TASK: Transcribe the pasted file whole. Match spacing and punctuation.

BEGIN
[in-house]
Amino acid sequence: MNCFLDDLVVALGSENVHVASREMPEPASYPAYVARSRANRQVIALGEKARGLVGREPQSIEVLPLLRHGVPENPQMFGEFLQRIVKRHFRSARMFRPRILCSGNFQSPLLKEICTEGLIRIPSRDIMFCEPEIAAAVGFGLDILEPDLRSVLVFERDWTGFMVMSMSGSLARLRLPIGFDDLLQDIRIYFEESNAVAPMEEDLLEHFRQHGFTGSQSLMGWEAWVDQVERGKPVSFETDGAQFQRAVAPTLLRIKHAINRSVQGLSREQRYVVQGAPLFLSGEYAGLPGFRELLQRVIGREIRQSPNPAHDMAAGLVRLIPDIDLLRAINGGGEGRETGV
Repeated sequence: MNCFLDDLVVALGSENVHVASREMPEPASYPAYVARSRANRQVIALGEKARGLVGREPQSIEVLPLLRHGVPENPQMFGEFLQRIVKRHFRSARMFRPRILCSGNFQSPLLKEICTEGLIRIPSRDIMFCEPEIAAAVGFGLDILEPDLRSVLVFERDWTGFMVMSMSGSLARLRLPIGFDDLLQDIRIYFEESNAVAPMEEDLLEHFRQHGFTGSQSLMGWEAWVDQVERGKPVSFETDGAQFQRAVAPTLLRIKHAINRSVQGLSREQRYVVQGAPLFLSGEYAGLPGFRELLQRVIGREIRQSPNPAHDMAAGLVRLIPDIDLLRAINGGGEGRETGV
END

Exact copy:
[in-house]
Amino acid sequence: MNCFLDDLVVALGSENVHVASREMPEPASYPAYVARSRANRQVIALGEKARGLVGREPQSIEVLPLLRHGVPENPQMFGEFLQRIVKRHFRSARMFRPRILCSGNFQSPLLKEICTEGLIRIPSRDIMFCEPEIAAAVGFGLDILEPDLRSVLVFERDWTGFMVMSMSGSLARLRLPIGFDDLLQDIRIYFEESNAVAPMEEDLLEHFRQHGFTGSQSLMGWEAWVDQVERGKPVSFETDGAQFQRAVAPTLLRIKHAINRSVQGLSREQRYVVQGAPLFLSGEYAGLPGFRELLQRVIGREIRQSPNPAHDMAAGLVRLIPDIDLLRAINGGGEGRETGV
Repeated sequence: MNCFLDDLVVALGSENVHVASREMPEPASYPAYVARSRANRQVIALGEKARGLVGREPQSIEVLPLLRHGVPENPQMFGEFLQRIVKRHFRSARMFRPRILCSGNFQSPLLKEICTEGLIRIPSRDIMFCEPEIAAAVGFGLDILEPDLRSVLVFERDWTGFMVMSMSGSLARLRLPIGFDDLLQDIRIYFEESNAVAPMEEDLLEHFRQHGFTGSQSLMGWEAWVDQVERGKPVSFETDGAQFQRAVAPTLLRIKHAINRSVQGLSREQRYVVQGAPLFLSGEYAGLPGFRELLQRVIGREIRQSPNPAHDMAAGLVRLIPDIDLLRAINGGGEGRETGV